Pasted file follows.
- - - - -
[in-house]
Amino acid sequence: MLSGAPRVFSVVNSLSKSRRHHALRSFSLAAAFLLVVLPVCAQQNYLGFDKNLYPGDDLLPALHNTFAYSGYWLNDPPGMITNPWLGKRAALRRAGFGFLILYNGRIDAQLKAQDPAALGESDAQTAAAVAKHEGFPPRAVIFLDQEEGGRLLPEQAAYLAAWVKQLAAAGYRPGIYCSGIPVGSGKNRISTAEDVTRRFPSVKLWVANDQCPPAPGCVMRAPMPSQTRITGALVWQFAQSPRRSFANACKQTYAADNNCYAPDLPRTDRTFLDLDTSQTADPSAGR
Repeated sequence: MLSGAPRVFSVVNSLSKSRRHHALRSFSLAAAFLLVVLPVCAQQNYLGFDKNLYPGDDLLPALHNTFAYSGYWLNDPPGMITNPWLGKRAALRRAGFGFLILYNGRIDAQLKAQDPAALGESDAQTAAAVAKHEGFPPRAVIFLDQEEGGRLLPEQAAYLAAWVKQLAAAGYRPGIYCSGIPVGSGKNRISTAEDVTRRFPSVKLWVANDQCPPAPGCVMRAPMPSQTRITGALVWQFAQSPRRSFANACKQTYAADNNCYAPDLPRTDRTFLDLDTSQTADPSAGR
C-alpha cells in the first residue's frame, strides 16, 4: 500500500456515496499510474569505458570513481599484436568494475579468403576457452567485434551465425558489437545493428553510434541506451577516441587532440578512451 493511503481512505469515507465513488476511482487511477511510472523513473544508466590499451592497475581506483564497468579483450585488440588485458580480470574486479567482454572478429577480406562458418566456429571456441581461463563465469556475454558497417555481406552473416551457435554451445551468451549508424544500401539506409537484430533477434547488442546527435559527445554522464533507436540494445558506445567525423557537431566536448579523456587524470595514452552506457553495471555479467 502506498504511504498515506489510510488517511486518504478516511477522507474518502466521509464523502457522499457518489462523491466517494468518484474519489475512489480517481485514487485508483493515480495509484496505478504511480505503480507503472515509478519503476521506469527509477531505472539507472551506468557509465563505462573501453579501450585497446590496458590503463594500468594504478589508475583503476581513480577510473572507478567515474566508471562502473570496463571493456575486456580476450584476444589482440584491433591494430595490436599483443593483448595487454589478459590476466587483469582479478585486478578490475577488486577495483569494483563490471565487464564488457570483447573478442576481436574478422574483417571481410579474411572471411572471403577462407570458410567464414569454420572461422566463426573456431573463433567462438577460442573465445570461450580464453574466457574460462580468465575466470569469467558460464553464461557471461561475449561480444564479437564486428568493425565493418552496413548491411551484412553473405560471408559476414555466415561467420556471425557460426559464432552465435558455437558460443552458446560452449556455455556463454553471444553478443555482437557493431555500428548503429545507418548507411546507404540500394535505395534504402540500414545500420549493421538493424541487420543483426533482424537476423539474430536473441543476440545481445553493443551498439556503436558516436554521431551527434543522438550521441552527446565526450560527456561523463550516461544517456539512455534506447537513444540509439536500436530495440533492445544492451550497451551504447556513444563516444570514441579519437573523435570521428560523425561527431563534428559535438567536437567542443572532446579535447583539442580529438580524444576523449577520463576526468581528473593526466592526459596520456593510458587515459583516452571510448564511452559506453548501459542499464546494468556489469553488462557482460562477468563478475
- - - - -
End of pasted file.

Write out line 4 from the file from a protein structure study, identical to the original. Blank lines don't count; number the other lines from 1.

C-alpha cells in the first residue's frame, strides 16, 4: 500500500456515496499510474569505458570513481599484436568494475579468403576457452567485434551465425558489437545493428553510434541506451577516441587532440578512451 493511503481512505469515507465513488476511482487511477511510472523513473544508466590499451592497475581506483564497468579483450585488440588485458580480470574486479567482454572478429577480406562458418566456429571456441581461463563465469556475454558497417555481406552473416551457435554451445551468451549508424544500401539506409537484430533477434547488442546527435559527445554522464533507436540494445558506445567525423557537431566536448579523456587524470595514452552506457553495471555479467 502506498504511504498515506489510510488517511486518504478516511477522507474518502466521509464523502457522499457518489462523491466517494468518484474519489475512489480517481485514487485508483493515480495509484496505478504511480505503480507503472515509478519503476521506469527509477531505472539507472551506468557509465563505462573501453579501450585497446590496458590503463594500468594504478589508475583503476581513480577510473572507478567515474566508471562502473570496463571493456575486456580476450584476444589482440584491433591494430595490436599483443593483448595487454589478459590476466587483469582479478585486478578490475577488486577495483569494483563490471565487464564488457570483447573478442576481436574478422574483417571481410579474411572471411572471403577462407570458410567464414569454420572461422566463426573456431573463433567462438577460442573465445570461450580464453574466457574460462580468465575466470569469467558460464553464461557471461561475449561480444564479437564486428568493425565493418552496413548491411551484412553473405560471408559476414555466415561467420556471425557460426559464432552465435558455437558460443552458446560452449556455455556463454553471444553478443555482437557493431555500428548503429545507418548507411546507404540500394535505395534504402540500414545500420549493421538493424541487420543483426533482424537476423539474430536473441543476440545481445553493443551498439556503436558516436554521431551527434543522438550521441552527446565526450560527456561523463550516461544517456539512455534506447537513444540509439536500436530495440533492445544492451550497451551504447556513444563516444570514441579519437573523435570521428560523425561527431563534428559535438567536437567542443572532446579535447583539442580529438580524444576523449577520463576526468581528473593526466592526459596520456593510458587515459583516452571510448564511452559506453548501459542499464546494468556489469553488462557482460562477468563478475